Imaginary apps on view at ML

So, we opened on September 28. I think of this show as an imaginary app store where one can confront own fantasies about mobile technology, and Museum London’s Interior Gallery appeared to be a perfect space to simulate the virtual environment of an app store. Some thoughts after walking through The Imaginary App exhibition…

My friend Ben Woodard checking out the show

I like the straightforwardness of this project. I could call it “plastic,” both “exploding” and “inevitable,” and in this sense, I’d say, it translates the aesthetics of apps rather well: they are slick overwhelmingly inviting tiny pieces of software that one must have. This collection of imagined found objects is likeable in a strange way: their likability is tied to their status as objects, it is inscribed, pre-programmed in them from the beginning. It is entirely disconnected from their often poor functionality: we like them regardless. Most of apps in the app stores are “broken tools,” and yet they keep finding the way to users’ mobile devises. Perhaps, most of them can be considered imaginary. Perhaps, at some point, and not in a long while, we will be recalling these days as a strange time of our fascination with dysfunctional technology. But this brings us back to the question of fantasy, imagination and the imaginary, in Lacanian sense of the word.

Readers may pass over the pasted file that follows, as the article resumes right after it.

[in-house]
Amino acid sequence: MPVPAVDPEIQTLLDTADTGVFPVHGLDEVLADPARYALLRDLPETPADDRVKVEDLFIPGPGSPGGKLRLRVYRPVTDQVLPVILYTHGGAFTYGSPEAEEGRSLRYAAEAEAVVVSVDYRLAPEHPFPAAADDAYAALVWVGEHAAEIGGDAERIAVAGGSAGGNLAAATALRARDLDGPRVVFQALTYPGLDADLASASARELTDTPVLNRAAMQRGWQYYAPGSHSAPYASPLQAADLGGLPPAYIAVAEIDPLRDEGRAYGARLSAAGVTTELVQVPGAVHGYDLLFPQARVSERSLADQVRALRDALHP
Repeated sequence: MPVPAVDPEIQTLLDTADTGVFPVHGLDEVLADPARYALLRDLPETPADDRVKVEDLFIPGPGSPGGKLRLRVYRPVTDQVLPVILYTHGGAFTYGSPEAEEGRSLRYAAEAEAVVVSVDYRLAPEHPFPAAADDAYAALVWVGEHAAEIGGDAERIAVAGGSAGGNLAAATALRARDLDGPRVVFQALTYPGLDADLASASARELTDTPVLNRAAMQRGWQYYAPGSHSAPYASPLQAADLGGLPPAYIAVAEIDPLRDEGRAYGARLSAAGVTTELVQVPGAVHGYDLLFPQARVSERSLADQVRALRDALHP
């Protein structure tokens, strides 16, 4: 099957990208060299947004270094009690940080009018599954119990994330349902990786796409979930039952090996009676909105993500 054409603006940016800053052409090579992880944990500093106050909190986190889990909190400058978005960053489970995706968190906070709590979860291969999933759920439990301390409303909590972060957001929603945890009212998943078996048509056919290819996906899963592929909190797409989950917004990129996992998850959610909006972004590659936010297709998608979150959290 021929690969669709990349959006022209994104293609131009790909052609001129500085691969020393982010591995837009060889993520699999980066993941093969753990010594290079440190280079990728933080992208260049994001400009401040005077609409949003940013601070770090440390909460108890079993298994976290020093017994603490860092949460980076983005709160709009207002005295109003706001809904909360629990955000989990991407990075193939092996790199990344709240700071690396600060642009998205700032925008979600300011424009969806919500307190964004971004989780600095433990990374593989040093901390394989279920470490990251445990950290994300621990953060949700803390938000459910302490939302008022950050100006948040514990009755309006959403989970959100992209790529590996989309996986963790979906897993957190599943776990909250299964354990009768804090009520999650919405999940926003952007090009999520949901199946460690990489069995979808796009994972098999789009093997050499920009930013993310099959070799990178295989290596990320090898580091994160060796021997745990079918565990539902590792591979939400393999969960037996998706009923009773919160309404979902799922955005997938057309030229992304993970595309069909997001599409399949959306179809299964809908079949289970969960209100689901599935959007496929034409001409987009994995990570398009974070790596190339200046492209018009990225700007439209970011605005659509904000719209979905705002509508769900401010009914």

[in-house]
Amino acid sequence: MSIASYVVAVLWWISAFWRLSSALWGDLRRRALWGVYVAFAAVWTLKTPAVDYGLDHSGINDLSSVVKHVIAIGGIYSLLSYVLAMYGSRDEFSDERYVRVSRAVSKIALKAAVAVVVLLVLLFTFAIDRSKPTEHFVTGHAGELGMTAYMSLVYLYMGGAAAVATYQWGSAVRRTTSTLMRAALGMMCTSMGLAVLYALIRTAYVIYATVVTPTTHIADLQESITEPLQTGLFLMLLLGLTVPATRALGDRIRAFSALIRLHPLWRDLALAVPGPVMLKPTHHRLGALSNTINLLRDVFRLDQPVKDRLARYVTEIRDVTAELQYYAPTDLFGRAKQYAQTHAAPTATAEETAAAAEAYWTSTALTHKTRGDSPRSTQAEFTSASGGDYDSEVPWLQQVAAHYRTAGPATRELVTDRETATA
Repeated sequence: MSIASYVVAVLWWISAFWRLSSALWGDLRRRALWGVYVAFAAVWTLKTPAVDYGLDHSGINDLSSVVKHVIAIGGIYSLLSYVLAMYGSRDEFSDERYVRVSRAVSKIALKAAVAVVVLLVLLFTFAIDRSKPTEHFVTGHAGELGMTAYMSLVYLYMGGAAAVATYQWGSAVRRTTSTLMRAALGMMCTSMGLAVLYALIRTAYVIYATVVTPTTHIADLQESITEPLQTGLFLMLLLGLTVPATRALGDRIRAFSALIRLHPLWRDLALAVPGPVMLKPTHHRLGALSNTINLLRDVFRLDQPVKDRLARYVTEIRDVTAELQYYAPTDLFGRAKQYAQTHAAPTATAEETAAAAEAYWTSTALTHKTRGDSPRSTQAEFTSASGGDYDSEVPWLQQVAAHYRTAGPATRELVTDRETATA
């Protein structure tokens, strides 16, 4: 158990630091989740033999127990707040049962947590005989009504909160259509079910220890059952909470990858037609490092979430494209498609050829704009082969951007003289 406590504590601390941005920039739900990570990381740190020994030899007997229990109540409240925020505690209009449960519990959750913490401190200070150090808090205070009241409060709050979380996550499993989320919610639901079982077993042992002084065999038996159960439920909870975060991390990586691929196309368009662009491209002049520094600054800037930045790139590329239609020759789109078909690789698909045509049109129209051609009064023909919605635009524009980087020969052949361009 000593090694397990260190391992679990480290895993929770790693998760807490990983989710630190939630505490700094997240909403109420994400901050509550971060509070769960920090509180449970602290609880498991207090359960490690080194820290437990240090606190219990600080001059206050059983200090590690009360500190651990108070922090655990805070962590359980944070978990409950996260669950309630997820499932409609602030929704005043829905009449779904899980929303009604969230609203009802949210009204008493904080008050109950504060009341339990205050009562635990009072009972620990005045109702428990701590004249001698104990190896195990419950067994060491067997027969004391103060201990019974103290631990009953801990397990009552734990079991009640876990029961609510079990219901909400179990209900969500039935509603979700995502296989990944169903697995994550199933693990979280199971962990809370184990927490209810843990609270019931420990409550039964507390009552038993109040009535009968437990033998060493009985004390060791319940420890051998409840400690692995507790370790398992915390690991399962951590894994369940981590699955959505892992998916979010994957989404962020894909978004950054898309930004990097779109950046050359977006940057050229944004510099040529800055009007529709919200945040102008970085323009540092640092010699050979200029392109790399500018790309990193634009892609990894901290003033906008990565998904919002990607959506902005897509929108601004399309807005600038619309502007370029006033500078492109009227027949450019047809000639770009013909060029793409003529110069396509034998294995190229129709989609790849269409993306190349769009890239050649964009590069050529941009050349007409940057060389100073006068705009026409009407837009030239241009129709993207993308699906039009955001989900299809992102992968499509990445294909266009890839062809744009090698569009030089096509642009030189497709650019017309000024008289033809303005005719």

The exhibition emphasizes the persisting imaginary realm of the new world that (for the most part) has switched to the symbolic regime of signal codification and digital image processing (according to Kittler). However, I must admit, many of the “fantasies” appeared to be quite predictable: many are guided by already existing marketed options, realistic or not(yet): for example, those of complete recording of one’s life (but, well, think Google Glass), helping to argue, tracking abuse, and so on. In a sense, this is the irony of these imaginary apps: they are more grounded in the existing trends of thought or expectations rather than showing an attempt of transgressing them. But also, they point out that fantasy and imagination are quite overrated, even in the case of those “impossible” apps that promise to erase themselves after they are used: is not that what we as users want the most – for all of this junk to disappear and free the memory card for new …apps?
At the same time, every now and then one encounters an imaginary app that alludes to an imaginary scenario of exhausted possibilities or irreversibility of events, disastrous “life after people” or simply the end of life, when only movement against the current of time seem to be a resolution. Is there an app for that?